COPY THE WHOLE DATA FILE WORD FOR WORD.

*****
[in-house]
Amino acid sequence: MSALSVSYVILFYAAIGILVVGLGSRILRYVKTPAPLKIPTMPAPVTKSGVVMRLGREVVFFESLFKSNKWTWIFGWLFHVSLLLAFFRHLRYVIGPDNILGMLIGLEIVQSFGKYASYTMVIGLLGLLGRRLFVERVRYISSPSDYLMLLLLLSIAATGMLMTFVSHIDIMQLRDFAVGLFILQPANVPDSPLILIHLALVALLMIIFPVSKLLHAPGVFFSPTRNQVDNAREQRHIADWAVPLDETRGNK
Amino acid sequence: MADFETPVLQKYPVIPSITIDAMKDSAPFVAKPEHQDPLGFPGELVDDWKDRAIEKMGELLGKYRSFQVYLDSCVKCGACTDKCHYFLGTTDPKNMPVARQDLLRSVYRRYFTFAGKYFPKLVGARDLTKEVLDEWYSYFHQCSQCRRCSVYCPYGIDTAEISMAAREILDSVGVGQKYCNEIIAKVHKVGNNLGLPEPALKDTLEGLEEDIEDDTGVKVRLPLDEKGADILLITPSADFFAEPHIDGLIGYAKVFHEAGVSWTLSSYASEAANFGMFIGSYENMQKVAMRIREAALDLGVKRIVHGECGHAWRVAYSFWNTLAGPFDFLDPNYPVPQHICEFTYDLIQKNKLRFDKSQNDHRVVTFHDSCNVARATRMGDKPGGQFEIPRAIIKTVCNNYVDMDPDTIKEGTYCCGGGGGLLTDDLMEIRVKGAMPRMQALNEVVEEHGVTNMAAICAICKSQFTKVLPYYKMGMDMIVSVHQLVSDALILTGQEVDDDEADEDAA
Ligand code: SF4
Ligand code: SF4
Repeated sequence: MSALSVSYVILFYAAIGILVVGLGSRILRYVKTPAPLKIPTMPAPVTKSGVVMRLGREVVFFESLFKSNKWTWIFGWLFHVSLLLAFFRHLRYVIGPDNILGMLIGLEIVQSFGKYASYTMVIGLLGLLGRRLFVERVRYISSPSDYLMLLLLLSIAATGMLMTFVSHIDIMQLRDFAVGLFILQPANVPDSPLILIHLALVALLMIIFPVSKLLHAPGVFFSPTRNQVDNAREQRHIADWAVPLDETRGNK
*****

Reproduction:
[in-house]
Amino acid sequence: MSALSVSYVILFYAAIGILVVGLGSRILRYVKTPAPLKIPTMPAPVTKSGVVMRLGREVVFFESLFKSNKWTWIFGWLFHVSLLLAFFRHLRYVIGPDNILGMLIGLEIVQSFGKYASYTMVIGLLGLLGRRLFVERVRYISSPSDYLMLLLLLSIAATGMLMTFVSHIDIMQLRDFAVGLFILQPANVPDSPLILIHLALVALLMIIFPVSKLLHAPGVFFSPTRNQVDNAREQRHIADWAVPLDETRGNK
Amino acid sequence: MADFETPVLQKYPVIPSITIDAMKDSAPFVAKPEHQDPLGFPGELVDDWKDRAIEKMGELLGKYRSFQVYLDSCVKCGACTDKCHYFLGTTDPKNMPVARQDLLRSVYRRYFTFAGKYFPKLVGARDLTKEVLDEWYSYFHQCSQCRRCSVYCPYGIDTAEISMAAREILDSVGVGQKYCNEIIAKVHKVGNNLGLPEPALKDTLEGLEEDIEDDTGVKVRLPLDEKGADILLITPSADFFAEPHIDGLIGYAKVFHEAGVSWTLSSYASEAANFGMFIGSYENMQKVAMRIREAALDLGVKRIVHGECGHAWRVAYSFWNTLAGPFDFLDPNYPVPQHICEFTYDLIQKNKLRFDKSQNDHRVVTFHDSCNVARATRMGDKPGGQFEIPRAIIKTVCNNYVDMDPDTIKEGTYCCGGGGGLLTDDLMEIRVKGAMPRMQALNEVVEEHGVTNMAAICAICKSQFTKVLPYYKMGMDMIVSVHQLVSDALILTGQEVDDDEADEDAA
Ligand code: SF4
Ligand code: SF4
Repeated sequence: MSALSVSYVILFYAAIGILVVGLGSRILRYVKTPAPLKIPTMPAPVTKSGVVMRLGREVVFFESLFKSNKWTWIFGWLFHVSLLLAFFRHLRYVIGPDNILGMLIGLEIVQSFGKYASYTMVIGLLGLLGRRLFVERVRYISSPSDYLMLLLLLSIAATGMLMTFVSHIDIMQLRDFAVGLFILQPANVPDSPLILIHLALVALLMIIFPVSKLLHAPGVFFSPTRNQVDNAREQRHIADWAVPLDETRGNK